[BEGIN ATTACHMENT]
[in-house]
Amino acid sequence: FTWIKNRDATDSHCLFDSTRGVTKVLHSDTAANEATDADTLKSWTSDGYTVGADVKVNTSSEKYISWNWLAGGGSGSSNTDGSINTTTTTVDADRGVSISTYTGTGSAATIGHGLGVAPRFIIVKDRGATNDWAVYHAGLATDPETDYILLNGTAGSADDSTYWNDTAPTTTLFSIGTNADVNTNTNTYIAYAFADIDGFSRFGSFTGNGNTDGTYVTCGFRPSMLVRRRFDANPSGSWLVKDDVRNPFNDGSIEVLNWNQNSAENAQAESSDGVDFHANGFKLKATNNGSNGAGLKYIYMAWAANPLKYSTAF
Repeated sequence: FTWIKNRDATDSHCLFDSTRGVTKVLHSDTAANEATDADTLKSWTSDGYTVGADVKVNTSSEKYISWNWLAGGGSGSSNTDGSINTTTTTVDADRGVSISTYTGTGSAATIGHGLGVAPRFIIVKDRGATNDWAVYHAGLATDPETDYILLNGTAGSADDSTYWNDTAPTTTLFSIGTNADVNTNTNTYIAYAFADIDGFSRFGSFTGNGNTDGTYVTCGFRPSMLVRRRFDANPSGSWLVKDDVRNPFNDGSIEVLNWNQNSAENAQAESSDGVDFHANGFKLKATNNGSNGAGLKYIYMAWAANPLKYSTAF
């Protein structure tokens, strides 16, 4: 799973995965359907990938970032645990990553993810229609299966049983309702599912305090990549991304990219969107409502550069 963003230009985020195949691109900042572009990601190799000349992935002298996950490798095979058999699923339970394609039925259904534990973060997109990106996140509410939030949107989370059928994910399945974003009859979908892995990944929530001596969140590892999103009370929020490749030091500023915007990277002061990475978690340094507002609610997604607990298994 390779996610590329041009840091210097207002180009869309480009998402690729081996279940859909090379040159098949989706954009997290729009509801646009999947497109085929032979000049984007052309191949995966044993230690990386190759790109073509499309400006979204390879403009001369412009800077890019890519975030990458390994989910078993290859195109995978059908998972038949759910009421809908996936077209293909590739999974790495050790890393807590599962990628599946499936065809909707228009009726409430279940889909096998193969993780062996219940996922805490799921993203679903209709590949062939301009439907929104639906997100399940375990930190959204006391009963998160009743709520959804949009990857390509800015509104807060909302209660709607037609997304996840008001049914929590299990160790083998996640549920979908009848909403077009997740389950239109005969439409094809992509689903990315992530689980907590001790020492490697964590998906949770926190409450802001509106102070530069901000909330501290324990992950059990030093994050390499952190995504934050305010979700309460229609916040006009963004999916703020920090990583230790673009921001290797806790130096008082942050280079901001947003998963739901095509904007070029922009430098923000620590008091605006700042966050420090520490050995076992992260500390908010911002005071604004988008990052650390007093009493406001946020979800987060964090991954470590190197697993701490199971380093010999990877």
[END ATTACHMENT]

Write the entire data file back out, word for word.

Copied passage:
[in-house]
Amino acid sequence: FTWIKNRDATDSHCLFDSTRGVTKVLHSDTAANEATDADTLKSWTSDGYTVGADVKVNTSSEKYISWNWLAGGGSGSSNTDGSINTTTTTVDADRGVSISTYTGTGSAATIGHGLGVAPRFIIVKDRGATNDWAVYHAGLATDPETDYILLNGTAGSADDSTYWNDTAPTTTLFSIGTNADVNTNTNTYIAYAFADIDGFSRFGSFTGNGNTDGTYVTCGFRPSMLVRRRFDANPSGSWLVKDDVRNPFNDGSIEVLNWNQNSAENAQAESSDGVDFHANGFKLKATNNGSNGAGLKYIYMAWAANPLKYSTAF
Repeated sequence: FTWIKNRDATDSHCLFDSTRGVTKVLHSDTAANEATDADTLKSWTSDGYTVGADVKVNTSSEKYISWNWLAGGGSGSSNTDGSINTTTTTVDADRGVSISTYTGTGSAATIGHGLGVAPRFIIVKDRGATNDWAVYHAGLATDPETDYILLNGTAGSADDSTYWNDTAPTTTLFSIGTNADVNTNTNTYIAYAFADIDGFSRFGSFTGNGNTDGTYVTCGFRPSMLVRRRFDANPSGSWLVKDDVRNPFNDGSIEVLNWNQNSAENAQAESSDGVDFHANGFKLKATNNGSNGAGLKYIYMAWAANPLKYSTAF
């Protein structure tokens, strides 16, 4: 799973995965359907990938970032645990990553993810229609299966049983309702599912305090990549991304990219969107409502550069 963003230009985020195949691109900042572009990601190799000349992935002298996950490798095979058999699923339970394609039925259904534990973060997109990106996140509410939030949107989370059928994910399945974003009859979908892995990944929530001596969140590892999103009370929020490749030091500023915007990277002061990475978690340094507002609610997604607990298994 390779996610590329041009840091210097207002180009869309480009998402690729081996279940859909090379040159098949989706954009997290729009509801646009999947497109085929032979000049984007052309191949995966044993230690990386190759790109073509499309400006979204390879403009001369412009800077890019890519975030990458390994989910078993290859195109995978059908998972038949759910009421809908996936077209293909590739999974790495050790890393807590599962990628599946499936065809909707228009009726409430279940889909096998193969993780062996219940996922805490799921993203679903209709590949062939301009439907929104639906997100399940375990930190959204006391009963998160009743709520959804949009990857390509800015509104807060909302209660709607037609997304996840008001049914929590299990160790083998996640549920979908009848909403077009997740389950239109005969439409094809992509689903990315992530689980907590001790020492490697964590998906949770926190409450802001509106102070530069901000909330501290324990992950059990030093994050390499952190995504934050305010979700309460229609916040006009963004999916703020920090990583230790673009921001290797806790130096008082942050280079901001947003998963739901095509904007070029922009430098923000620590008091605006700042966050420090520490050995076992992260500390908010911002005071604004988008990052650390007093009493406001946020979800987060964090991954470590190197697993701490199971380093010999990877």